Developer: American Sammy
Publisher: American Sammy
Released: June 1990
US Cartridge ID: NES-A5-USA
Supported Peripherals: Controller
ROM Size: 512 kilobit
Mapper: CNROM (32k PRG, 32k CHR)
The idyllic elven city of Arkista has long been the keeper of three legendary magical artifacts. The city’s ever-lasting peace is attributed to the power of Arkista’s Ring, its prosperity to the Wealth Amulet, and its immunity to influences from the outside world to the Elf Mirror. The halcyon days provided by these items could not last forever, though. The Forbidden Castle, lying at the fringes of the realm, was ruled by a cruel-hearted shogun who wanted these treasures for himself. The vile commander sent his ninja assassins to steal the treasures, and flooded the land with his own monster army. With Arkista and the rest of the Elven Kingdom plunged into darkness and despair, the terrified elves hide every day, not knowing what else to do. Christine, a young elf girl, steps forward with her bow and a promise to infiltrate the castle, end the shoguns reign of terror, and reclaim the kingdom’s treasures.
Arkista’s Ring consists of 125 stages played from a top-down perspective, similar to games like Dragon Warrior and The Legend of Zelda. Each of these stages, most of which are about two times the height of the screen, require Christine to kill enemies until a key appears that will clear path to the stage’s exit when used. The journey spans the entire elven kingdom, and our heroine must make her way from the volcano lying on the outskirts of the city of Arkista to the Ninja Dungeon in the Forbidden Castle, fighting through mazes, graveyards, and castles along the way. While 125 stages must be completed to see the game’s ending, the Shogun appears in Stage 31, and after he is defeated, you’ll obtain Arkista’s Ring. Stage 32 is the same as Stage 1, and the game will continue to loop until it has been completed four times. On each successive play, the enemies will continually become faster and more resilient, and their projectile attacks will be able to travel through walls to hit Christine.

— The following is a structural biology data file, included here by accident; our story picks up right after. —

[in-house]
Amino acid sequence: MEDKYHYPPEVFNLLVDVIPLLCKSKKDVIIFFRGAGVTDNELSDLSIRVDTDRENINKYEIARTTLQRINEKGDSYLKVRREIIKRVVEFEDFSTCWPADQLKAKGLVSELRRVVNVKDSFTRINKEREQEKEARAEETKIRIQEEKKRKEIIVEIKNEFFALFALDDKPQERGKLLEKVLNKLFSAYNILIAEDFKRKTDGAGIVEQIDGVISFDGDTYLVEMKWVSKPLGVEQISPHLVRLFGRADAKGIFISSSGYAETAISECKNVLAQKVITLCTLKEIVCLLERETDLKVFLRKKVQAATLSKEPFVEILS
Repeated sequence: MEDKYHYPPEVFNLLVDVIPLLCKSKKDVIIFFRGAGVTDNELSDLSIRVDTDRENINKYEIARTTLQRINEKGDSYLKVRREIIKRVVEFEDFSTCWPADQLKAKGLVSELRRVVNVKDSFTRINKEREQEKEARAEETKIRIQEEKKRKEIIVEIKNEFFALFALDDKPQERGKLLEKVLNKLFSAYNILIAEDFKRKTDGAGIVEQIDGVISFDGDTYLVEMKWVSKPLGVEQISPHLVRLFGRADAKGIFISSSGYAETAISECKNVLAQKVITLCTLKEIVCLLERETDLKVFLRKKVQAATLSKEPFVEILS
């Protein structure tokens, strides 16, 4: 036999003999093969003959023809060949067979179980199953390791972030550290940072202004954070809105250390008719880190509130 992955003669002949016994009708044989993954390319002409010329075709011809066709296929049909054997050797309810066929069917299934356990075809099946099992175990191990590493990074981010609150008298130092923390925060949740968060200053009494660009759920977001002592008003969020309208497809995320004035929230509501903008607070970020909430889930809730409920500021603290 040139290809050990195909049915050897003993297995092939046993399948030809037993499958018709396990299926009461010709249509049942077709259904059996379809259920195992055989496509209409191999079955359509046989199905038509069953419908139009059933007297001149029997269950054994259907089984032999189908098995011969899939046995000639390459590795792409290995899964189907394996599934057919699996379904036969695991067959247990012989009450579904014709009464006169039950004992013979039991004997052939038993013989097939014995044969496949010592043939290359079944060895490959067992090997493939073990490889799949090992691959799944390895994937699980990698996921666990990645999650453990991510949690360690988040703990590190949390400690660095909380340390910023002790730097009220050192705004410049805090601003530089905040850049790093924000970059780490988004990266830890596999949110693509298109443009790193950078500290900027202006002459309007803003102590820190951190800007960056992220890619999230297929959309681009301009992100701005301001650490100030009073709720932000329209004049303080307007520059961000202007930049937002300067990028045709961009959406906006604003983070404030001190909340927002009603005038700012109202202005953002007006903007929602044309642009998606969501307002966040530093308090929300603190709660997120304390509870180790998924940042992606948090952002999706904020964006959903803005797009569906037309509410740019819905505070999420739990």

Over the course of the adventure, there are several items that will help Christine immeasurably when picked up. In addition to standard weapon upgrades, health powerups, and point bonuses, several temporary use items can be stored in Christine’s inventory until needed, including reserve healing potions, a fire wand (allows her to shoot strong projectiles through walls), a thunder wand (wipes out all weak enemies instantly), a holy stick (will kill undead creatures), and a ninja stunner (will temporarily stun all ninjas onscreen). Pieces of armor can be picked up, each of which provides an additional hit that Christine can take before dying, and bags can be found to increase inventory space. The magical treasures that can be found over the course of the game provide the biggest benefits: Arkista’s Ring replenishes your life bar as Christine walks around, the Elf Mirror will deflect enemy projectiles, and the Wealth Amulet will grant (an albeit useless) 100 points for every step taken.
The first 31 stages are fun, fresh, and quite reasonable in their difficulty level. Unfortunately, Christine’s controls are not really equipped to deal with the enemy’s ability enhancements in later stages, even with the benefits provided by the artifacts. She cannot move nor shoot diagonally, and to aim, she has to walk in the direction that she wishes to shoot. For the first round of stages, the difficulty is well balanced to compensate for the shortcomings of the control scheme, but this balance disappears shortly into the second loop. The enemies move far faster than Christine, making it impossible in many cases to line up a shot without being hit. There is also very little invulnerability time after taking damage, so if an enemy makes contact, since Christine won’t be able to move out of the way before being hit again, it will inflict massive damage. When coupled with the swarming tendencies of the enemy artificial intelligence routines, the levels become virtually impossible to finish late in the game.
This problem is unfortunate, because it really negatively effects what is otherwise a decent game. The graphics are cutesy and colorful, though small, and the music is serviceable. Arkista’s Ring provides a fresh and fun take on the tried-and-true overhead action game during the first round of stages, but the gameplay falls flat on its face soon after.
American Sammy, 6/1990